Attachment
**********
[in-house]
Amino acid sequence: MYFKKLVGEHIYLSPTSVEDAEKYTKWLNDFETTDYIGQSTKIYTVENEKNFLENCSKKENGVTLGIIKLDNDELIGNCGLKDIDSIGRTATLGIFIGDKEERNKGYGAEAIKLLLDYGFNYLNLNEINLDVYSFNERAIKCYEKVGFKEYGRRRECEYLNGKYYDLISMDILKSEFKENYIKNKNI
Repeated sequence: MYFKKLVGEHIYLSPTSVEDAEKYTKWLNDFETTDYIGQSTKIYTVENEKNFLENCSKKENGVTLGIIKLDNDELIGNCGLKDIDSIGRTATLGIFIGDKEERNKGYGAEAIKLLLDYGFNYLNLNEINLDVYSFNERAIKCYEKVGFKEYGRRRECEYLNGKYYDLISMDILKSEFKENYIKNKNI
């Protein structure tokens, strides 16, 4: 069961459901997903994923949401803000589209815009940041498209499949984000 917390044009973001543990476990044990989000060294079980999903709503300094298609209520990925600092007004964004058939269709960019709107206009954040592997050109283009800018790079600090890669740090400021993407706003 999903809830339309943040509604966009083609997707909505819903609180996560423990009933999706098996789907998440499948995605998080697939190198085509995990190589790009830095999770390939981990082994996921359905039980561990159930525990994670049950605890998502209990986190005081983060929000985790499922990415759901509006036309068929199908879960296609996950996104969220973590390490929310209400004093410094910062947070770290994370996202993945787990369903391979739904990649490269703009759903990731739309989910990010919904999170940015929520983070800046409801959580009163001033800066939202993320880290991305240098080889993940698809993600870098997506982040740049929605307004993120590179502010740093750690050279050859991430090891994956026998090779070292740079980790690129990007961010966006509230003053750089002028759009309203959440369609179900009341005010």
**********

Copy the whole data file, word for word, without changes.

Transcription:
[in-house]
Amino acid sequence: MYFKKLVGEHIYLSPTSVEDAEKYTKWLNDFETTDYIGQSTKIYTVENEKNFLENCSKKENGVTLGIIKLDNDELIGNCGLKDIDSIGRTATLGIFIGDKEERNKGYGAEAIKLLLDYGFNYLNLNEINLDVYSFNERAIKCYEKVGFKEYGRRRECEYLNGKYYDLISMDILKSEFKENYIKNKNI
Repeated sequence: MYFKKLVGEHIYLSPTSVEDAEKYTKWLNDFETTDYIGQSTKIYTVENEKNFLENCSKKENGVTLGIIKLDNDELIGNCGLKDIDSIGRTATLGIFIGDKEERNKGYGAEAIKLLLDYGFNYLNLNEINLDVYSFNERAIKCYEKVGFKEYGRRRECEYLNGKYYDLISMDILKSEFKENYIKNKNI
């Protein structure tokens, strides 16, 4: 069961459901997903994923949401803000589209815009940041498209499949984000 917390044009973001543990476990044990989000060294079980999903709503300094298609209520990925600092007004964004058939269709960019709107206009954040592997050109283009800018790079600090890669740090400021993407706003 999903809830339309943040509604966009083609997707909505819903609180996560423990009933999706098996789907998440499948995605998080697939190198085509995990190589790009830095999770390939981990082994996921359905039980561990159930525990994670049950605890998502209990986190005081983060929000985790499922990415759901509006036309068929199908879960296609996950996104969220973590390490929310209400004093410094910062947070770290994370996202993945787990369903391979739904990649490269703009759903990731739309989910990010919904999170940015929520983070800046409801959580009163001033800066939202993320880290991305240098080889993940698809993600870098997506982040740049929605307004993120590179502010740093750690050279050859991430090891994956026998090779070292740079980790690129990007961010966006509230003053750089002028759009309203959440369609179900009341005010």